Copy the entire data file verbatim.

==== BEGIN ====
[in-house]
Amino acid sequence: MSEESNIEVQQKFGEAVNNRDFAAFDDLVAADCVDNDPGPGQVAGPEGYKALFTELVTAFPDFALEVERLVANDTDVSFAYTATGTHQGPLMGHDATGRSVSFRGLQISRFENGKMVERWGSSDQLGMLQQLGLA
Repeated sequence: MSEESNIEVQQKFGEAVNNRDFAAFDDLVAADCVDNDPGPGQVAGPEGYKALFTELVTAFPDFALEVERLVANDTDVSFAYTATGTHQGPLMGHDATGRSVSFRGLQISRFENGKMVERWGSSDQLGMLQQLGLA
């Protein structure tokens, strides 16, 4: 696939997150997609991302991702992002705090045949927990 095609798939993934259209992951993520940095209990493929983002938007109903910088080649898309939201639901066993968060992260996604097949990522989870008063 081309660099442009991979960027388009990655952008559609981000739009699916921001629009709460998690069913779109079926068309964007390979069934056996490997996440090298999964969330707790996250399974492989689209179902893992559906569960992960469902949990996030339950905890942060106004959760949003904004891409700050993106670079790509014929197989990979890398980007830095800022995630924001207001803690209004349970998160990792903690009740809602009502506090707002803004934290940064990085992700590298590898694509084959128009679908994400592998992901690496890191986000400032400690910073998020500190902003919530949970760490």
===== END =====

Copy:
[in-house]
Amino acid sequence: MSEESNIEVQQKFGEAVNNRDFAAFDDLVAADCVDNDPGPGQVAGPEGYKALFTELVTAFPDFALEVERLVANDTDVSFAYTATGTHQGPLMGHDATGRSVSFRGLQISRFENGKMVERWGSSDQLGMLQQLGLA
Repeated sequence: MSEESNIEVQQKFGEAVNNRDFAAFDDLVAADCVDNDPGPGQVAGPEGYKALFTELVTAFPDFALEVERLVANDTDVSFAYTATGTHQGPLMGHDATGRSVSFRGLQISRFENGKMVERWGSSDQLGMLQQLGLA
């Protein structure tokens, strides 16, 4: 696939997150997609991302991702992002705090045949927990 095609798939993934259209992951993520940095209990493929983002938007109903910088080649898309939201639901066993968060992260996604097949990522989870008063 081309660099442009991979960027388009990655952008559609981000739009699916921001629009709460998690069913779109079926068309964007390979069934056996490997996440090298999964969330707790996250399974492989689209179902893992559906569960992960469902949990996030339950905890942060106004959760949003904004891409700050993106670079790509014929197989990979890398980007830095800022995630924001207001803690209004349970998160990792903690009740809602009502506090707002803004934290940064990085992700590298590898694509084959128009679908994400592998992901690496890191986000400032400690910073998020500190902003919530949970760490």